Pink Eye | Primary Care Raleigh

Pink Eye (Conjunctivitis)

Conjunctivitis, commonly referred to as pink eye, is an infection or irritation of the clear covering of the eye and the inside of the eyelids (conjunctiva).  This infection or irritation will cause the small blood vessels in the eye to dilate and leads to red, bloodshot eyes.

Types of Conjunctivitis

Conjunctivitis has several causes including viral or bacterial infection, a chemical irritant in the eye, or a foreign object in the eye

Viral conjunctivitis

Like the common cold, this strain of pink eye is caused by a virus and is highly contagious. Viral pink eye is commonly seen in conjunction with other cold symptoms like a sore throat, nasal congestion, and a cough.  It is most commonly found in school-aged children, children in day-care, college students, teachers, and day-care center workers.

Some symptoms of a viral infection include:

  • itchy, watery eyes
  • sensitivity to light
  • redness in the white of the eye or eyelids
  • swollen conjunctiva (eyelids)
  • morning crusting of the eyelids followed by clear drainage through the rest of the day

Bacterial conjunctivitis

Bacterial conjunctivitis is caused by a bacteria, and some bacterial species can cause serious eye damage if left untreated. This strain of pink eye is fairly contagious and spreads through direct contact with infected hands or items that have touched the infected eye. It is less common with approximately 30% of confirmed cases.

Some symptoms of bacterial infection include:

  • sticky, yellow or green discharge in one or both eyes
  • itchy, burning eyes
  • blurred vision
  • redness in the white of the eye or eyelid

Allergic conjunctivitis

Allergic reactions can cause pink eye as a result of irritants like pollen, dust or pet dander. This form of pink eye is not contagious.

Some symptoms of allergic conjunctivitis:

  • watery, burning itchy eyes
  • stuffiness
  • runny nose


Treatment and finding relief from conjunctivitis varies based on the type of pink eye infection. Viral conjunctivitis will generally go away on its own in a few days as long as there is not reinfection. Bacterial conjunctivitis often requires treatment with antibiotic eye drops prescribed by an experienced primary care doctor in Raleigh. Prescription or over-the-counter allergy medications can generally treat allergic conjunctivitis.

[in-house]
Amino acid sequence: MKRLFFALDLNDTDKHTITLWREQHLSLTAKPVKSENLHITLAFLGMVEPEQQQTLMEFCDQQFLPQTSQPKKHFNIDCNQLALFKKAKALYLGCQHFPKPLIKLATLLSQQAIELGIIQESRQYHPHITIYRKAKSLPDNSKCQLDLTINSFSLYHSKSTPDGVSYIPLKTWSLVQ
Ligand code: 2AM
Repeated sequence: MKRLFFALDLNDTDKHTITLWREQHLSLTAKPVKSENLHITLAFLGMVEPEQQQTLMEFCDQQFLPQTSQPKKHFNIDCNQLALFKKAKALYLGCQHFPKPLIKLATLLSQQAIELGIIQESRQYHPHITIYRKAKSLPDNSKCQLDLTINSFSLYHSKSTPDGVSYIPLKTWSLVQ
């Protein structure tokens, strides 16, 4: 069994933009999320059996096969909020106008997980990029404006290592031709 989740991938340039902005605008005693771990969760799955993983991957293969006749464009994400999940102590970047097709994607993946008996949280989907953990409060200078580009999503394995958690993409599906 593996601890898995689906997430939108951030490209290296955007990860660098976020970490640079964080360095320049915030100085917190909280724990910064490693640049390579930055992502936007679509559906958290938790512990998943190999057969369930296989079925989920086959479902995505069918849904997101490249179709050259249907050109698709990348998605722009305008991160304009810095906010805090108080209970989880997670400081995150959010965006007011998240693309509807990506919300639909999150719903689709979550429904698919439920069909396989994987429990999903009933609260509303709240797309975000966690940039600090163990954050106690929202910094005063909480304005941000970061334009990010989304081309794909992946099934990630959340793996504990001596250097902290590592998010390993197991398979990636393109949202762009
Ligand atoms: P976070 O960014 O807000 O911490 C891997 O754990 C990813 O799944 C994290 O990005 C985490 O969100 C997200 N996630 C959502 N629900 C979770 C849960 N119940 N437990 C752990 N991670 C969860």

A chemical splash or foreign object in the eye may require urgent treatment to prevent serious eye damage.


Viral or bacterial conjunctivitis is often a preventable infection. Follow these few tips to avoid contracting the viral or bacterial strains:

  1. Avoid sharing personal items such as hand towels, wash cloths or tissues.
  2. Avoid touching or rubbing your eyes.
  3. Do not share contact lenses with another person.
  4. Wash hands or use hand sanitizer frequently.
  5. Always follow your eye doctor’s instructions for contact lens care and replacement.
  6. Wear swim goggles when swimming.
  7. Remove contact lenses before showering, swimming, or being in water of any kind. This helps to avoid trapping bacteria between the lens and your eye.
  8. Consider wearing glasses in lieu of contact lenses to reduce your risk of pink eye.

When to See Your Doctor

If you have a chemical exposure or think you have a foreign body in the eye, or if you have vision loss or significant eye pain then seek prompt attention.  If you’ve been experiencing red, irritated eyes for more than several days, our direct primary care doctor in Raleigh can determine if you have contracted a conjunctivitis infection and identify the cause. At Sentinel Primary Care, we are committed to providing top-notch medical care and helping you find relief fast.